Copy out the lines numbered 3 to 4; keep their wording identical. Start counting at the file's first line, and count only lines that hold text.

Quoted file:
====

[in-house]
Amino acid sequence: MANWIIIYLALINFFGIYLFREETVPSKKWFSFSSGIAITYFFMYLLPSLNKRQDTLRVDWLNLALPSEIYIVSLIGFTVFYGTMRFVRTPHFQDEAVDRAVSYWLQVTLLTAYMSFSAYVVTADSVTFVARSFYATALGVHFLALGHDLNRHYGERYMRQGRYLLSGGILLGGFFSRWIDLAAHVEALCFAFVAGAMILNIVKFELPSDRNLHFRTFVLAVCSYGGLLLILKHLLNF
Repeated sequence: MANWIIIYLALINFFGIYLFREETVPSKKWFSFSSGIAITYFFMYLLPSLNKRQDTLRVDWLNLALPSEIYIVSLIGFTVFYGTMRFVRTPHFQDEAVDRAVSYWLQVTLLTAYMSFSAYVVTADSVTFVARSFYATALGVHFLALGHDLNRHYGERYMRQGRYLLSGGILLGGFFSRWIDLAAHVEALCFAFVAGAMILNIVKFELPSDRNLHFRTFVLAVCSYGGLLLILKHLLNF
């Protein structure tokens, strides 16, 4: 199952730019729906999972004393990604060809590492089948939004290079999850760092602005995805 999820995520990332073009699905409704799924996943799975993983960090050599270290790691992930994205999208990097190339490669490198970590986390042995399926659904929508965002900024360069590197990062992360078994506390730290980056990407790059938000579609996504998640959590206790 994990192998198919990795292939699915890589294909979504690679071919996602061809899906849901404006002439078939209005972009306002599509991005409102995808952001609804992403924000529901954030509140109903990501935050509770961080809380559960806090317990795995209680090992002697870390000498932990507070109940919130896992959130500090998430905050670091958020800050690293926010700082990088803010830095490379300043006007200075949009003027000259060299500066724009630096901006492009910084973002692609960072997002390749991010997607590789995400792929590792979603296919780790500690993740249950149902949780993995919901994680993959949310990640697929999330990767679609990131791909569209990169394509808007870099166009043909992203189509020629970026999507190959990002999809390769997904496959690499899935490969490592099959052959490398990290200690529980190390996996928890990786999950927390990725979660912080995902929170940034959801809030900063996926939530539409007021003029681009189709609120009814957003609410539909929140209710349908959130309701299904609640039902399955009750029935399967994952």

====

Repeated sequence: MANWIIIYLALINFFGIYLFREETVPSKKWFSFSSGIAITYFFMYLLPSLNKRQDTLRVDWLNLALPSEIYIVSLIGFTVFYGTMRFVRTPHFQDEAVDRAVSYWLQVTLLTAYMSFSAYVVTADSVTFVARSFYATALGVHFLALGHDLNRHYGERYMRQGRYLLSGGILLGGFFSRWIDLAAHVEALCFAFVAGAMILNIVKFELPSDRNLHFRTFVLAVCSYGGLLLILKHLLNF
């Protein structure tokens, strides 16, 4: 199952730019729906999972004393990604060809590492089948939004290079999850760092602005995805 999820995520990332073009699905409704799924996943799975993983960090050599270290790691992930994205999208990097190339490669490198970590986390042995399926659904929508965002900024360069590197990062992360078994506390730290980056990407790059938000579609996504998640959590206790 994990192998198919990795292939699915890589294909979504690679071919996602061809899906849901404006002439078939209005972009306002599509991005409102995808952001609804992403924000529901954030509140109903990501935050509770961080809380559960806090317990795995209680090992002697870390000498932990507070109940919130896992959130500090998430905050670091958020800050690293926010700082990088803010830095490379300043006007200075949009003027000259060299500066724009630096901006492009910084973002692609960072997002390749991010997607590789995400792929590792979603296919780790500690993740249950149902949780993995919901994680993959949310990640697929999330990767679609990131791909569209990169394509808007870099166009043909992203189509020629970026999507190959990002999809390769997904496959690499899935490969490592099959052959490398990290200690529980190390996996928890990786999950927390990725979660912080995902929170940034959801809030900063996926939530539409007021003029681009189709609120009814957003609410539909929140209710349908959130309701299904609640039902399955009750029935399967994952």